Gujarat Pogroms Film Faces Censorship Battle

July 21, 2004 | Comments Off on Gujarat Pogroms Film Faces Censorship Battle

Rakesh Sharma’s documentary Final Solution—documenting the right-wing politics of hate in India—is facing stiff opposition by India’s censor board.  Although Sharma has not been able to show his documentary in India publicly because the censor board has not issued him the required certificate, he has won several international awards:

“What has upset the board is the fact that my film is travelling all over the world and bagging awards,” Sharma told HT. “First, I don’t need a clearance, since the board’s jurisdiction is limited to public screenings within the country. Within India, my film has been shown at private screenings only. Second, I had applied for a censor certificate in April this year but the board has refused to constitute a panel to view my film. Instead, it has been sending me showcause notices.”

In a letter, the board asked Sharma “whether the film had the necessary customs clearance before it was taken abroad and whether it had a certificate for screening within the country”. Board chief Anupam Kher said he wasn’t aware of the showcause notices.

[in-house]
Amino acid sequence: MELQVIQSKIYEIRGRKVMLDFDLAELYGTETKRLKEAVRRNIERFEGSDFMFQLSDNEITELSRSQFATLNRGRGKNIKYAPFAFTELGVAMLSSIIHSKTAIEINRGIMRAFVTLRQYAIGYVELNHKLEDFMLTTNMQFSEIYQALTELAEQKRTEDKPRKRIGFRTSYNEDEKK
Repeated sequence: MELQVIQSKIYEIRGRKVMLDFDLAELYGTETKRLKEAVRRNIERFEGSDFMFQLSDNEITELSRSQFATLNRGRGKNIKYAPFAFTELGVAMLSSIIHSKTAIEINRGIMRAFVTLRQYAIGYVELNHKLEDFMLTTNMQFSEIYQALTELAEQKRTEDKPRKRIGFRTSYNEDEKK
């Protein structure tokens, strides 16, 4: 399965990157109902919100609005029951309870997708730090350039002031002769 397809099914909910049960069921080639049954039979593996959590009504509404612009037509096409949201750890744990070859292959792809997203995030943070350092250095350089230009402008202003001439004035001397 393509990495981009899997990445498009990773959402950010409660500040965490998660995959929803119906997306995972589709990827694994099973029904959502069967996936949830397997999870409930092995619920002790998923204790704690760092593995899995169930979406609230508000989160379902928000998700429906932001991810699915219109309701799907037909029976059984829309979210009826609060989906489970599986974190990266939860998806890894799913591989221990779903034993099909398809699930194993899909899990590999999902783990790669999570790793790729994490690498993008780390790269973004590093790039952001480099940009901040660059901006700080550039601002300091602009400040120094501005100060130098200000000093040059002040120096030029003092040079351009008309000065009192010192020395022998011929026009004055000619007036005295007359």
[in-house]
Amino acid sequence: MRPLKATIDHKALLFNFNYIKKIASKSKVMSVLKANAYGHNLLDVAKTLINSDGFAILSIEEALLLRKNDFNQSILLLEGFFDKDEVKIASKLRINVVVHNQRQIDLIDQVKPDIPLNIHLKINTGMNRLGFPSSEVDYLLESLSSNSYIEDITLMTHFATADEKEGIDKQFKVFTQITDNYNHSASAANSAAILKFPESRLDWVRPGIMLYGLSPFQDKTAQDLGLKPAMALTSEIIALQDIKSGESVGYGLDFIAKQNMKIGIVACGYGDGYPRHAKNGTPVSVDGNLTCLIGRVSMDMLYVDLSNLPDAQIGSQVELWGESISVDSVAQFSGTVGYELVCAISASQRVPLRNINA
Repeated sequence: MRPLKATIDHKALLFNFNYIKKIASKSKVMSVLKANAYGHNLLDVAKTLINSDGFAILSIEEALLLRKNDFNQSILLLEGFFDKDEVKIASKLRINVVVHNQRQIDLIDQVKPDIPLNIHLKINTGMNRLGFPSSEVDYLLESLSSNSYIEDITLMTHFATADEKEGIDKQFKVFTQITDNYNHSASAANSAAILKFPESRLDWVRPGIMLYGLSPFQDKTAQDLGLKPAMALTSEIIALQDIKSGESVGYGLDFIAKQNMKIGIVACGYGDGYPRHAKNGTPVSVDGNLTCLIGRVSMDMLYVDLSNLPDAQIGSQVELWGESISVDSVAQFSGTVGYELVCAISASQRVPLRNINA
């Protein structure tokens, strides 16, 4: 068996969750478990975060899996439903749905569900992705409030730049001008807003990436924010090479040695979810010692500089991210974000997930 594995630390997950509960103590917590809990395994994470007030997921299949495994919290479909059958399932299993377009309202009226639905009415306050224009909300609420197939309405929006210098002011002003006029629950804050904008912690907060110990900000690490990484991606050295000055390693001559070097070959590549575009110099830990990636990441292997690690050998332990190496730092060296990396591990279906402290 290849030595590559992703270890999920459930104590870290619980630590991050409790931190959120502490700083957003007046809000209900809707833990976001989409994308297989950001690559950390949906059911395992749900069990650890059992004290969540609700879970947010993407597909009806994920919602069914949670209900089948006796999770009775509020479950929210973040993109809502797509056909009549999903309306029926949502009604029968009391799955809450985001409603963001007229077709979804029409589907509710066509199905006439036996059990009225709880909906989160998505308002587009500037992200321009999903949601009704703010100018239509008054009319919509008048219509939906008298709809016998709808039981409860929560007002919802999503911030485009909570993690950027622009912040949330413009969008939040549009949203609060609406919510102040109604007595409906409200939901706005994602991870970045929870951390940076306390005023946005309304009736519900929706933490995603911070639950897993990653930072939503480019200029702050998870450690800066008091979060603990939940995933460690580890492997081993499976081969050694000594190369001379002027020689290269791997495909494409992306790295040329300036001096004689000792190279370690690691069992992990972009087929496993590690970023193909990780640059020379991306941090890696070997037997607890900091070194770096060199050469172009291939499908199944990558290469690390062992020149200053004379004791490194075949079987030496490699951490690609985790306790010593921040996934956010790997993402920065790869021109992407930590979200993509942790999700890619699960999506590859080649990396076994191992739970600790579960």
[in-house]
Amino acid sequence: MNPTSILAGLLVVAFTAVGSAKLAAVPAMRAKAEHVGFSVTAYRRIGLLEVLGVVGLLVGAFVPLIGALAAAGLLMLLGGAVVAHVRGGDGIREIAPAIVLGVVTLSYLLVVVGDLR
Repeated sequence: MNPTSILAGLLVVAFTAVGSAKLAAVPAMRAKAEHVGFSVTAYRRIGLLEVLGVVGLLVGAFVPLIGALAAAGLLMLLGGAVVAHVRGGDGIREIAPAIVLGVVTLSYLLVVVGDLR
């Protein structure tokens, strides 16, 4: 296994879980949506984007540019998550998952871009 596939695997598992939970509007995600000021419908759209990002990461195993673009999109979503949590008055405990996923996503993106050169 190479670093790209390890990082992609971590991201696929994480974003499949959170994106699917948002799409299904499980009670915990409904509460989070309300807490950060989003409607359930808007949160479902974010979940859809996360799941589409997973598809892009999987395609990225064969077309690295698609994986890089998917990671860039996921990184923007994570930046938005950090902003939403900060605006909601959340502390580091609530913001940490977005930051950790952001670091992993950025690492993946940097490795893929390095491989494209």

“The board is refusing to view my film because it has only three options,” says Sharma. “It can reject, suggest cuts or approve the film. If it exercises the first two options, I will go to court. This is just harassment, nothing else. I have also asked the board if it has issued similar notices to the VHP for their film Ramsevak Amar Raho that was circulated in Gujarat.”

Two other filmmakers have gone to court to protest the censor board’s response to their films on nuclear weapons in India and Pakistan and the 2002 Gujarat pogroms against Muslims.

The Gujarat section of the blog contains more news on the difficulty faced by filmmakers working on communal violence issues in India.


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